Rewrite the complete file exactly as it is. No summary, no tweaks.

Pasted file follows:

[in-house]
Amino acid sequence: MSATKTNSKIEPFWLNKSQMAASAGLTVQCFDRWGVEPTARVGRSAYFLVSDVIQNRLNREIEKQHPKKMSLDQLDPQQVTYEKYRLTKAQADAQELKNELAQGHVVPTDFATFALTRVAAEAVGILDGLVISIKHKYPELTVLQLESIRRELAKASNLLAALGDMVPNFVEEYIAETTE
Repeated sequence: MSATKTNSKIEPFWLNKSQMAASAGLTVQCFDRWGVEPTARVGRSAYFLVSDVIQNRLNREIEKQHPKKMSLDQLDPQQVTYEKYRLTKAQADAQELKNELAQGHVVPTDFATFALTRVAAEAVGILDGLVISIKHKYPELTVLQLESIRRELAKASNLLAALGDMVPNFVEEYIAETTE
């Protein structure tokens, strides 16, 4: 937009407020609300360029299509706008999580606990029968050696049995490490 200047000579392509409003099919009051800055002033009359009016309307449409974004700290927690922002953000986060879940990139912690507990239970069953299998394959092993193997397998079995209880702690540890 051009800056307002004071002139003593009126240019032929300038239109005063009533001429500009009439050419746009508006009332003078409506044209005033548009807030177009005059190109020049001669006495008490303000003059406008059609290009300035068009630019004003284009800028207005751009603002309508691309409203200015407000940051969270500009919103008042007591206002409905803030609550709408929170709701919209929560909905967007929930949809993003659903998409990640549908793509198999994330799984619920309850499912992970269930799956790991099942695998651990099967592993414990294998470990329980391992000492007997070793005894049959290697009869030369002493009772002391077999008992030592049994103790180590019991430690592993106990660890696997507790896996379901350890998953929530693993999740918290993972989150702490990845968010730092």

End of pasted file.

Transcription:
[in-house]
Amino acid sequence: MSATKTNSKIEPFWLNKSQMAASAGLTVQCFDRWGVEPTARVGRSAYFLVSDVIQNRLNREIEKQHPKKMSLDQLDPQQVTYEKYRLTKAQADAQELKNELAQGHVVPTDFATFALTRVAAEAVGILDGLVISIKHKYPELTVLQLESIRRELAKASNLLAALGDMVPNFVEEYIAETTE
Repeated sequence: MSATKTNSKIEPFWLNKSQMAASAGLTVQCFDRWGVEPTARVGRSAYFLVSDVIQNRLNREIEKQHPKKMSLDQLDPQQVTYEKYRLTKAQADAQELKNELAQGHVVPTDFATFALTRVAAEAVGILDGLVISIKHKYPELTVLQLESIRRELAKASNLLAALGDMVPNFVEEYIAETTE
């Protein structure tokens, strides 16, 4: 937009407020609300360029299509706008999580606990029968050696049995490490 200047000579392509409003099919009051800055002033009359009016309307449409974004700290927690922002953000986060879940990139912690507990239970069953299998394959092993193997397998079995209880702690540890 051009800056307002004071002139003593009126240019032929300038239109005063009533001429500009009439050419746009508006009332003078409506044209005033548009807030177009005059190109020049001669006495008490303000003059406008059609290009300035068009630019004003284009800028207005751009603002309508691309409203200015407000940051969270500009919103008042007591206002409905803030609550709408929170709701919209929560909905967007929930949809993003659903998409990640549908793509198999994330799984619920309850499912992970269930799956790991099942695998651990099967592993414990294998470990329980391992000492007997070793005894049959290697009869030369002493009772002391077999008992030592049994103790180590019991430690592993106990660890696997507790896996379901350890998953929530693993999740918290993972989150702490990845968010730092």